That said, I still wish they could have put John Williams' version out as a single. It's a really great piece, one that makes me wonder who may have been turned on to classical or orchestral music from the influences that inspired it.

Monday, May 9, 2011

707 - "I Could Be Good For You"

I Could Be Good for You - 707

(Debuted October 11, 1980, Peaked #52, 9 Weeks on the Chart)

1979 had been a great year for Casablanca Records because of its position as the pre-eminent disco label. However, 1979 was also a bad year for the same label when the backlash against disco went into full swing.  Realizing that the tastes of music fans was changing as a new decade arrived, they added some acts that were more rock-leaning. 707 was one of those post-disco signings.

While "I Could Be Good For You" was a nice debut for the Detroit-rooted band and attracted attention from several listeners who caught it on album-oriented rock stations, 707 never managed to get a followup hit. The band was plagued by changing lineups, shakeups at the record companies and the changing tastes of the general public. Despite opening gigs in support of AOR stalwarts like REO Speedwagon, Rainbow and Loverboy, they never managed to break through despite the potential they showed in that first hit.

707 was a group that featured several distinct singers, which meant nobody was the "regular" lead singer. Bass player Phil Bryant handled the lead vocals on "I Could Be Good For You," but guitarist Kevin Russell and keyboardist Duke McFadden were also able to get in front of the microphone. The song was written by McFadden and drummer Jim McClarty.

The video below comes from an appearance on The Midnight Special. That is Stephanie Mills doing the intro, which seems odd given the difference in material. However, that was the beauty of The Midnight Special before it was tossed to the wayside like many programs in the wake of the MTV juggernaut.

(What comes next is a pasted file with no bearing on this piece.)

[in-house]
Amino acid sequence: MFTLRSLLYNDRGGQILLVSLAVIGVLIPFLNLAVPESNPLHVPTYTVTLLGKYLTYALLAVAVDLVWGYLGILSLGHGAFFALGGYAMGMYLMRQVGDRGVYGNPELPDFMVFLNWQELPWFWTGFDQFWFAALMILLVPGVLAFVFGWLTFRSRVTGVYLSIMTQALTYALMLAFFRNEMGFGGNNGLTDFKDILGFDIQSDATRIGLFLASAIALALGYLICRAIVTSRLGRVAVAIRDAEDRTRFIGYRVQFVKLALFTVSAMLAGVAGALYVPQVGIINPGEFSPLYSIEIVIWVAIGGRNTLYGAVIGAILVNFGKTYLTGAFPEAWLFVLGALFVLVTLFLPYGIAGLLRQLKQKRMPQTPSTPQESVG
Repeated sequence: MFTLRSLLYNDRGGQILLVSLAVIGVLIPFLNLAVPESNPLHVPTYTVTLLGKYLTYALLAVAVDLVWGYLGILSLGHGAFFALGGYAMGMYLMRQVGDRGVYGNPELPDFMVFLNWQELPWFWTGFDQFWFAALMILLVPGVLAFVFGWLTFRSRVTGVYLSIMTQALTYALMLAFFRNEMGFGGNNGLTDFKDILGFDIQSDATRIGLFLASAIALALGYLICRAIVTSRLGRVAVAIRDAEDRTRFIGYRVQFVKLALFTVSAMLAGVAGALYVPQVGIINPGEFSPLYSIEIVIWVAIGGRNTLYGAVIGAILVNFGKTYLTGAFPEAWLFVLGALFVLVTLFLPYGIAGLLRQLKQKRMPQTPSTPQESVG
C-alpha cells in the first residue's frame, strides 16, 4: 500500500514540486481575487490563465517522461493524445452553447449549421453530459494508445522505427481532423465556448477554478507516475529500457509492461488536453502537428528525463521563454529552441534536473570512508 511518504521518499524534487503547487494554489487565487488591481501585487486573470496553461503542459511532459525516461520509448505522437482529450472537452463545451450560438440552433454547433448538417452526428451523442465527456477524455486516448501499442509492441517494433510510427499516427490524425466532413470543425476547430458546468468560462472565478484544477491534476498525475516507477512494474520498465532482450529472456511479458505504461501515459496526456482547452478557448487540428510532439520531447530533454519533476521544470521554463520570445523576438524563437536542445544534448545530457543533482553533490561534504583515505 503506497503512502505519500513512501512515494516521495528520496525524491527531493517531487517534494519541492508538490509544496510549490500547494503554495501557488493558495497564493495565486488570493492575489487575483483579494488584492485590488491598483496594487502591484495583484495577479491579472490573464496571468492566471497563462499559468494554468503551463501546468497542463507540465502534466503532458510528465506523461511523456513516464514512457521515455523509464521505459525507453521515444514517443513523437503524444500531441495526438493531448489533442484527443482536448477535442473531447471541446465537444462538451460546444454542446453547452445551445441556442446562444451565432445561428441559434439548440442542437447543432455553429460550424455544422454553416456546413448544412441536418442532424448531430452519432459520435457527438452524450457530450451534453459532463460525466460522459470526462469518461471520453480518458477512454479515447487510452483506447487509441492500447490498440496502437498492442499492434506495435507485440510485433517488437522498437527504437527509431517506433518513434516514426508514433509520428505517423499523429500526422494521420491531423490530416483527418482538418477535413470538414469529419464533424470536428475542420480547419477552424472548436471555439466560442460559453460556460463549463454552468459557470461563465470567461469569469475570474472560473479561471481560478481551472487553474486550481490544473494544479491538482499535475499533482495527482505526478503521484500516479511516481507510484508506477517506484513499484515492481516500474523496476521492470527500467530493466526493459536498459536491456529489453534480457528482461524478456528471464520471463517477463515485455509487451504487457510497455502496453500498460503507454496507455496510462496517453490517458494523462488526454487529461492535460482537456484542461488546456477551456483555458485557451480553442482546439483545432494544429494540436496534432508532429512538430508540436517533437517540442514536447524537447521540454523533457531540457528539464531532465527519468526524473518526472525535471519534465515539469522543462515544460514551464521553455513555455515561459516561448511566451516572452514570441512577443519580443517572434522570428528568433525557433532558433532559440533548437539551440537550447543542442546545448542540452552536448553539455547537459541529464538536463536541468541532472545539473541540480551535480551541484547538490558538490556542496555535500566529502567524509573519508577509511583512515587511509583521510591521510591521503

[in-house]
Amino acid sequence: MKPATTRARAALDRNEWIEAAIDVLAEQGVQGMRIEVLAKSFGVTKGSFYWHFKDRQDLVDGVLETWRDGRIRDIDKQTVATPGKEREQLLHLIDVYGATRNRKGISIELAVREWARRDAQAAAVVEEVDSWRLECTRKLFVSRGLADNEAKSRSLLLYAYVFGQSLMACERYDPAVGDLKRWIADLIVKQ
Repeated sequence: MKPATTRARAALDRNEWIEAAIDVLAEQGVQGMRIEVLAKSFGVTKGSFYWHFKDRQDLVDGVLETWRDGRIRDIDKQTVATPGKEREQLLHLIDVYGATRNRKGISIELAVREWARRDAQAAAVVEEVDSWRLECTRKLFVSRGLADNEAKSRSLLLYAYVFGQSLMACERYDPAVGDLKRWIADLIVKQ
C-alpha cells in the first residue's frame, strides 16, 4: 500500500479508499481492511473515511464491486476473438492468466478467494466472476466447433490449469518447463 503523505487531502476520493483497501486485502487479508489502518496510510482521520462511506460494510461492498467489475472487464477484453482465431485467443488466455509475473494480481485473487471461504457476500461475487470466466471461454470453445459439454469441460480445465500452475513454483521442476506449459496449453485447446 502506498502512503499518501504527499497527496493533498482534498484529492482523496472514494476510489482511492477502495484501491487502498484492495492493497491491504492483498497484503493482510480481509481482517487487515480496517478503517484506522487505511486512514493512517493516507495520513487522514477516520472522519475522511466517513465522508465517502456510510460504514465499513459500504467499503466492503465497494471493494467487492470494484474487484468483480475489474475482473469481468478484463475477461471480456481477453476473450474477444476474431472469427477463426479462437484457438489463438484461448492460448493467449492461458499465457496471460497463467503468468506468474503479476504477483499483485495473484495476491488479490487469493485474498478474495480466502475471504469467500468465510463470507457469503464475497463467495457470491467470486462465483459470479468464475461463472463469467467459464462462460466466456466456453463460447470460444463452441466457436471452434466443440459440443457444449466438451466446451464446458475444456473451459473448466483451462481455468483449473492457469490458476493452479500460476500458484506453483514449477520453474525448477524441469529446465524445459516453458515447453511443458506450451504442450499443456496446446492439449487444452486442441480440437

Friday, May 6, 2011

Roachford -- "Cuddly Toy"

Cuddly Toy - Roachford

(Debuted April 15, 1989, Peaked #25, 14 Weeks on the Chart)

With this post, I've now finished a single week of reviews from each year from 1980 through '89. Next week, the reviews will return to 1980 and begin going through the 1980s another time. Since this was the beginning of the blog, I specifically avoided getting Top 10 hits as it was ramped up in favor of more "forgotten" tunes; bigger hits will start showing up soon. If anybody would like to request a song for me to consider, drop me an email and I'll check it out.

Today's review is a song that had a really short life on hit radio, and one that showed a lot more promise that never was fulfilled. Actually, that statement isn't correct. See, Roachford managed to get additional hit singles after "Cuddly Toy," but they were all on the other side of the Atlantic. Here in the United States, it would be their only appearance on the Top 40.

"Cuddly Toy" was a straightforward rock tune, which was a welcome addition to the Top 40 during a time where many of the hits were synthesized dance grooves, out-of-touch adult contemporary pap or bombastic hard rock. Roachford was actually a group, despite the way the video and Rolling Stone press focused on guitarist/bandleader Andrew Roachford. They were based in England, but should have been given a better chance in the U.S. than the one they eventually had.

Thursday, May 5, 2011

Johnny Kemp -- "Birthday Suit"

(Not Available on iTunes)

(Debuted February 25, 1989, Peaked # 36, 14 Weeks on the Chart)

I was 16 years old in 1989. I probably don't need to explain in any detail what it was about "Birthday Suit" that attracted my attention.

"Birthday Suit" was a song from the soundtrack of a film called Sing that came out in 1989. I never actually watched the film (not even as a video rental or on a late-night showing on a cable station), so I can't give any insight about what its purpose was in the movie. In fact, the only thing I know about the film is that it featured Lorraine Bracco as a teacher returning to her old high shool in Brooklyn and trying to help a troubled student(which was a concept lifted from Welcome Back, Kotter). Other than that, there was this song and a Paul Carrack/Terri Nunn duet called "Romance" that was a hit on the AC charts but missed the Hot 100.

Johnny Kemp was a singer who was born in the Bahamas but grew up in Harlem. His breakthrough came in 1988 when "Just Got Paid" was a Top 10 pop hit. I really wasn't much of a fan of "Just Got Paid," though, so I was pumped up when this song played on my radio in 1989. However, the chart fortunes being what they are, "Birthday Suit" would be Kemp's last hit.